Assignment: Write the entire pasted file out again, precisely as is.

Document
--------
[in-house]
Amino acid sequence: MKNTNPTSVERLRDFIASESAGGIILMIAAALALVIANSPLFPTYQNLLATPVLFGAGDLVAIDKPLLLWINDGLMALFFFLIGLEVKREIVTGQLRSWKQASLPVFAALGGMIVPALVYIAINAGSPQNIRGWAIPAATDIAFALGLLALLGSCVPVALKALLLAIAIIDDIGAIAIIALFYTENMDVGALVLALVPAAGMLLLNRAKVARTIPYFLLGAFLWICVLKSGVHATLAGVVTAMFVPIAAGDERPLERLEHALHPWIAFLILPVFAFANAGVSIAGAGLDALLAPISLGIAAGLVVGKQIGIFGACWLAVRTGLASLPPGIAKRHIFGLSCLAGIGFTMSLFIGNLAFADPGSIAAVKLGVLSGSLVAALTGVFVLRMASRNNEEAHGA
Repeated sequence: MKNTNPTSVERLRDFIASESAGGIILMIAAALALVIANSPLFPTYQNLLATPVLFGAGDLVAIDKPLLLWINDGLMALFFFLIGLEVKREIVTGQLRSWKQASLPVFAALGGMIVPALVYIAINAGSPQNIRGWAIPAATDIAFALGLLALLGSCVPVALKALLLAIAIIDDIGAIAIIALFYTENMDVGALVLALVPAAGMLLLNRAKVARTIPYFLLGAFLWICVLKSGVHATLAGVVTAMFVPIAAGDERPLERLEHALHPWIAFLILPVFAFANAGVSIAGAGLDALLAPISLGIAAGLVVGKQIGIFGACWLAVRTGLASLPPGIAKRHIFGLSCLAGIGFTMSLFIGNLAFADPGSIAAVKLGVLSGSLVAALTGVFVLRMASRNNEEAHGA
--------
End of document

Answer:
[in-house]
Amino acid sequence: MKNTNPTSVERLRDFIASESAGGIILMIAAALALVIANSPLFPTYQNLLATPVLFGAGDLVAIDKPLLLWINDGLMALFFFLIGLEVKREIVTGQLRSWKQASLPVFAALGGMIVPALVYIAINAGSPQNIRGWAIPAATDIAFALGLLALLGSCVPVALKALLLAIAIIDDIGAIAIIALFYTENMDVGALVLALVPAAGMLLLNRAKVARTIPYFLLGAFLWICVLKSGVHATLAGVVTAMFVPIAAGDERPLERLEHALHPWIAFLILPVFAFANAGVSIAGAGLDALLAPISLGIAAGLVVGKQIGIFGACWLAVRTGLASLPPGIAKRHIFGLSCLAGIGFTMSLFIGNLAFADPGSIAAVKLGVLSGSLVAALTGVFVLRMASRNNEEAHGA
Repeated sequence: MKNTNPTSVERLRDFIASESAGGIILMIAAALALVIANSPLFPTYQNLLATPVLFGAGDLVAIDKPLLLWINDGLMALFFFLIGLEVKREIVTGQLRSWKQASLPVFAALGGMIVPALVYIAINAGSPQNIRGWAIPAATDIAFALGLLALLGSCVPVALKALLLAIAIIDDIGAIAIIALFYTENMDVGALVLALVPAAGMLLLNRAKVARTIPYFLLGAFLWICVLKSGVHATLAGVVTAMFVPIAAGDERPLERLEHALHPWIAFLILPVFAFANAGVSIAGAGLDALLAPISLGIAAGLVVGKQIGIFGACWLAVRTGLASLPPGIAKRHIFGLSCLAGIGFTMSLFIGNLAFADPGSIAAVKLGVLSGSLVAALTGVFVLRMASRNNEEAHGA